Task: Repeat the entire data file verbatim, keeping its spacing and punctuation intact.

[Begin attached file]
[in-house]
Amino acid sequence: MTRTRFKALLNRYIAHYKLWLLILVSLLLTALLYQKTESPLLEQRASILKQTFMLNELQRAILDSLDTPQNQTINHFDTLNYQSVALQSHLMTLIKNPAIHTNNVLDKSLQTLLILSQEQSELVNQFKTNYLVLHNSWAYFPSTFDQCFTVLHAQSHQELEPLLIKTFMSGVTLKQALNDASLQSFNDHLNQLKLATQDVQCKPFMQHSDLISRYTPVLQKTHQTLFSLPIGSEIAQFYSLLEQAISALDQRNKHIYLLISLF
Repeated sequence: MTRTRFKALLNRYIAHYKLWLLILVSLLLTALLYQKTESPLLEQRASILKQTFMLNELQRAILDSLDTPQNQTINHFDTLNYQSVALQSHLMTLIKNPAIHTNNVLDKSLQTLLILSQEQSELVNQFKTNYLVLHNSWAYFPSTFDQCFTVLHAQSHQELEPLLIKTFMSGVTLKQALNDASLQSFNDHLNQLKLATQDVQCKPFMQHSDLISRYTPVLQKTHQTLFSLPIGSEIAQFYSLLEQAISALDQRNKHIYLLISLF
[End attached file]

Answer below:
[in-house]
Amino acid sequence: MTRTRFKALLNRYIAHYKLWLLILVSLLLTALLYQKTESPLLEQRASILKQTFMLNELQRAILDSLDTPQNQTINHFDTLNYQSVALQSHLMTLIKNPAIHTNNVLDKSLQTLLILSQEQSELVNQFKTNYLVLHNSWAYFPSTFDQCFTVLHAQSHQELEPLLIKTFMSGVTLKQALNDASLQSFNDHLNQLKLATQDVQCKPFMQHSDLISRYTPVLQKTHQTLFSLPIGSEIAQFYSLLEQAISALDQRNKHIYLLISLF
Repeated sequence: MTRTRFKALLNRYIAHYKLWLLILVSLLLTALLYQKTESPLLEQRASILKQTFMLNELQRAILDSLDTPQNQTINHFDTLNYQSVALQSHLMTLIKNPAIHTNNVLDKSLQTLLILSQEQSELVNQFKTNYLVLHNSWAYFPSTFDQCFTVLHAQSHQELEPLLIKTFMSGVTLKQALNDASLQSFNDHLNQLKLATQDVQCKPFMQHSDLISRYTPVLQKTHQTLFSLPIGSEIAQFYSLLEQAISALDQRNKHIYLLISLF